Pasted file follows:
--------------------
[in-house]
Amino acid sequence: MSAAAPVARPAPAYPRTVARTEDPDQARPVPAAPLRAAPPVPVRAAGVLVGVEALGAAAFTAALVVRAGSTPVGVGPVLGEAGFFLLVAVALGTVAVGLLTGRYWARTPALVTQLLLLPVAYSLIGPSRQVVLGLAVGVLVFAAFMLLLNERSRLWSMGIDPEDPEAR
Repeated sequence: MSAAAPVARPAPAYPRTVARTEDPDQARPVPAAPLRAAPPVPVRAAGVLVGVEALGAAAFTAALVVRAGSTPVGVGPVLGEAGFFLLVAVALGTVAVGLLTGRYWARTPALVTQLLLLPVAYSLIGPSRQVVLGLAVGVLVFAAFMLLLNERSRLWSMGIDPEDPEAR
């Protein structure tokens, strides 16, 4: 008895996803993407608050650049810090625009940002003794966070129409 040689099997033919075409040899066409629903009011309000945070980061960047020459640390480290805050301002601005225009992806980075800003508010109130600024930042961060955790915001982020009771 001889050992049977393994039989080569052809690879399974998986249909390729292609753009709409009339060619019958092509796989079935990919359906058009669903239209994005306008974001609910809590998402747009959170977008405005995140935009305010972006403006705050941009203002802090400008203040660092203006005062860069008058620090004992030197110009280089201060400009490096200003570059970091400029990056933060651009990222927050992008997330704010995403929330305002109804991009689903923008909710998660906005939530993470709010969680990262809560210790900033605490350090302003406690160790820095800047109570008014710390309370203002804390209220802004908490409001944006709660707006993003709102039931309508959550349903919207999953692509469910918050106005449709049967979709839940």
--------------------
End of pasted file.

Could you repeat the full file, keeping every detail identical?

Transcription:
[in-house]
Amino acid sequence: MSAAAPVARPAPAYPRTVARTEDPDQARPVPAAPLRAAPPVPVRAAGVLVGVEALGAAAFTAALVVRAGSTPVGVGPVLGEAGFFLLVAVALGTVAVGLLTGRYWARTPALVTQLLLLPVAYSLIGPSRQVVLGLAVGVLVFAAFMLLLNERSRLWSMGIDPEDPEAR
Repeated sequence: MSAAAPVARPAPAYPRTVARTEDPDQARPVPAAPLRAAPPVPVRAAGVLVGVEALGAAAFTAALVVRAGSTPVGVGPVLGEAGFFLLVAVALGTVAVGLLTGRYWARTPALVTQLLLLPVAYSLIGPSRQVVLGLAVGVLVFAAFMLLLNERSRLWSMGIDPEDPEAR
């Protein structure tokens, strides 16, 4: 008895996803993407608050650049810090625009940002003794966070129409 040689099997033919075409040899066409629903009011309000945070980061960047020459640390480290805050301002601005225009992806980075800003508010109130600024930042961060955790915001982020009771 001889050992049977393994039989080569052809690879399974998986249909390729292609753009709409009339060619019958092509796989079935990919359906058009669903239209994005306008974001609910809590998402747009959170977008405005995140935009305010972006403006705050941009203002802090400008203040660092203006005062860069008058620090004992030197110009280089201060400009490096200003570059970091400029990056933060651009990222927050992008997330704010995403929330305002109804991009689903923008909710998660906005939530993470709010969680990262809560210790900033605490350090302003406690160790820095800047109570008014710390309370203002804390209220802004908490409001944006709660707006993003709102039931309508959550349903919207999953692509469910918050106005449709049967979709839940």